Digital certificates are used to present information about the user's identity and public key for various purposes. However, a trusted authority needs to guarantee the information in the certificate, especially the public key data, so that such information can be trusted to be free of tampering. Without an assurance from a trusted and known authority, the certificate is almost the same as a business card. Any person can choose any title with an affiliated company, phone number and other information and print a business card on her own. There is almost nothing on the business card (except possibly the company's logo) that can be guaranteed. On the other hand, in the case of a digital certificate, a trusted certificate authority (CA) issues the certificate on behalf of the user and signs the certificate with its own (the CA's) private key. This way the CA vouches that the user, whose identity and public key are included in the certificate, does in fact hold the corresponding private key. A user that has been granted the certificate can from now on use the certificate as a proof of identity and as a way to inform its peers about its own public key.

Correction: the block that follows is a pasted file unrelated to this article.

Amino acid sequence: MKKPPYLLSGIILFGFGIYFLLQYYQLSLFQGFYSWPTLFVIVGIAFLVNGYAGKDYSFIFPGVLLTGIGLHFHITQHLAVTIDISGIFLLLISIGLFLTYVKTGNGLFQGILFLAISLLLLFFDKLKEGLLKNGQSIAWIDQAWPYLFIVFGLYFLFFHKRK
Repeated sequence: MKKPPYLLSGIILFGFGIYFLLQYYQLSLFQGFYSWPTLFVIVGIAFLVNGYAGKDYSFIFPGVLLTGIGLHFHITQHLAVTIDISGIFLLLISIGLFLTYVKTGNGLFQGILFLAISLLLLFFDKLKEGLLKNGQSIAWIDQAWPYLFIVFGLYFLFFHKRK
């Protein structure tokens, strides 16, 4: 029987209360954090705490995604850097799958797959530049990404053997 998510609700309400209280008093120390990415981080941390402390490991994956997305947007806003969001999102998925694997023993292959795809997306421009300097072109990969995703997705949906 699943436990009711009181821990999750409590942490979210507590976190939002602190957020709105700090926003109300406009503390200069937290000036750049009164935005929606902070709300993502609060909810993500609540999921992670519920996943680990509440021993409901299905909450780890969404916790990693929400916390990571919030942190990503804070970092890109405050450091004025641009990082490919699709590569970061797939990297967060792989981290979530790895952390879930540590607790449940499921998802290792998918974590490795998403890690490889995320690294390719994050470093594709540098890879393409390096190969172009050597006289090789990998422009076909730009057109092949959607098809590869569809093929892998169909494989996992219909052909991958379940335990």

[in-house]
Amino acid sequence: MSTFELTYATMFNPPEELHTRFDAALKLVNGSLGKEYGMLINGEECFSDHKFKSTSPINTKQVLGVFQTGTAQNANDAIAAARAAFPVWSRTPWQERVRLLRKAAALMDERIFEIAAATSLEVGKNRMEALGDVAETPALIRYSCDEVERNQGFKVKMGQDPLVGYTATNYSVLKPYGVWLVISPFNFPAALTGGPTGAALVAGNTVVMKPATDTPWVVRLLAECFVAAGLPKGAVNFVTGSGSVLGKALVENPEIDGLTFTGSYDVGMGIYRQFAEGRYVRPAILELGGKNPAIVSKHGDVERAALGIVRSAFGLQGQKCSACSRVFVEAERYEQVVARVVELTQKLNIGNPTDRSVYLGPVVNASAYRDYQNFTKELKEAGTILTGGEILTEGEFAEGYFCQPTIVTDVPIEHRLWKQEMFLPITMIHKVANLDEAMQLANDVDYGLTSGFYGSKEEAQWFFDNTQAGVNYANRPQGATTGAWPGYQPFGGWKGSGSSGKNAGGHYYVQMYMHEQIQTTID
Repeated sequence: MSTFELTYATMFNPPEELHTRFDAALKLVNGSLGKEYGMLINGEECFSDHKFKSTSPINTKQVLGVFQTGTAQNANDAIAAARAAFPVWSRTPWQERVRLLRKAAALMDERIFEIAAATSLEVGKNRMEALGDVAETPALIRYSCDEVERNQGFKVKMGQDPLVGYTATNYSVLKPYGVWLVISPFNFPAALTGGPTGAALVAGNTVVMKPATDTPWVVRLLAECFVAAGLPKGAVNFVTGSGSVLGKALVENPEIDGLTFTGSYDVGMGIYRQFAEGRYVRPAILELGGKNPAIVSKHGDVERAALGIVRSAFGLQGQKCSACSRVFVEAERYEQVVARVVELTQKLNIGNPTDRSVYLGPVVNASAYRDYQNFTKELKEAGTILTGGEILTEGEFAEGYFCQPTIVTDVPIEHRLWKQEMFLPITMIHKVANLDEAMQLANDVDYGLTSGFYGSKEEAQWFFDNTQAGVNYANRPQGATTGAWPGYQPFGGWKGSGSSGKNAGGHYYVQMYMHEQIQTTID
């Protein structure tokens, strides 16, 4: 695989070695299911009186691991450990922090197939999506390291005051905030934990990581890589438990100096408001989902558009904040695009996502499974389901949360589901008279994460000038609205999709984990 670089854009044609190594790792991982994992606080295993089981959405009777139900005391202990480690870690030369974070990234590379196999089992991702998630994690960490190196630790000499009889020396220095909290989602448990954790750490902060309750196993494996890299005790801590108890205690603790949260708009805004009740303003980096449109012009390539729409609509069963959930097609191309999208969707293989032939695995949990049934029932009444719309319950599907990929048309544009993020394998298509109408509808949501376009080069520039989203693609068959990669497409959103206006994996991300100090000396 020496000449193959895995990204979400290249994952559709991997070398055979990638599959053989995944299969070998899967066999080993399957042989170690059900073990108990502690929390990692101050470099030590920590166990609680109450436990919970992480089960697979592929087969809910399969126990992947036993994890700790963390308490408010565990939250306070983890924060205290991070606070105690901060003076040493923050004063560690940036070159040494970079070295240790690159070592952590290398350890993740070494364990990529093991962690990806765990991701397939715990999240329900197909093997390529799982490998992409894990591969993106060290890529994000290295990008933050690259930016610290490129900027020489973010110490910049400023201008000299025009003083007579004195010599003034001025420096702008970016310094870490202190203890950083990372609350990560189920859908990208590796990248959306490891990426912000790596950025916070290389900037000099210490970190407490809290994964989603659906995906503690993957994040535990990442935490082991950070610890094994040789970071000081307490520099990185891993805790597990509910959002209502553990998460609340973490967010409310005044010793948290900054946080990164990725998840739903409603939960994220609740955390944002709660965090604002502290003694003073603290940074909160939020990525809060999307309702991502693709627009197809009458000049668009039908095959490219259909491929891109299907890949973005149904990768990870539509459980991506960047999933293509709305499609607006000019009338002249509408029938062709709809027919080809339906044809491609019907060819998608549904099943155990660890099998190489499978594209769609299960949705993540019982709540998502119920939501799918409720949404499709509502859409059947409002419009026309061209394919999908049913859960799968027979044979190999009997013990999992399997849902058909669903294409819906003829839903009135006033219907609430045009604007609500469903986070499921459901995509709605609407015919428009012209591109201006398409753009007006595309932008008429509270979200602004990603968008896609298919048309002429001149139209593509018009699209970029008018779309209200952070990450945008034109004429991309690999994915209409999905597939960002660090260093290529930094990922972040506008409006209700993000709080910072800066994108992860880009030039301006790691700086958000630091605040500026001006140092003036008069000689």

Of course, the format in which the certificate is produced and presented plays an important role for the interoperability of various elements of the security architectures. Table 9.1 shows the format called X.509 for certificates [X5093280].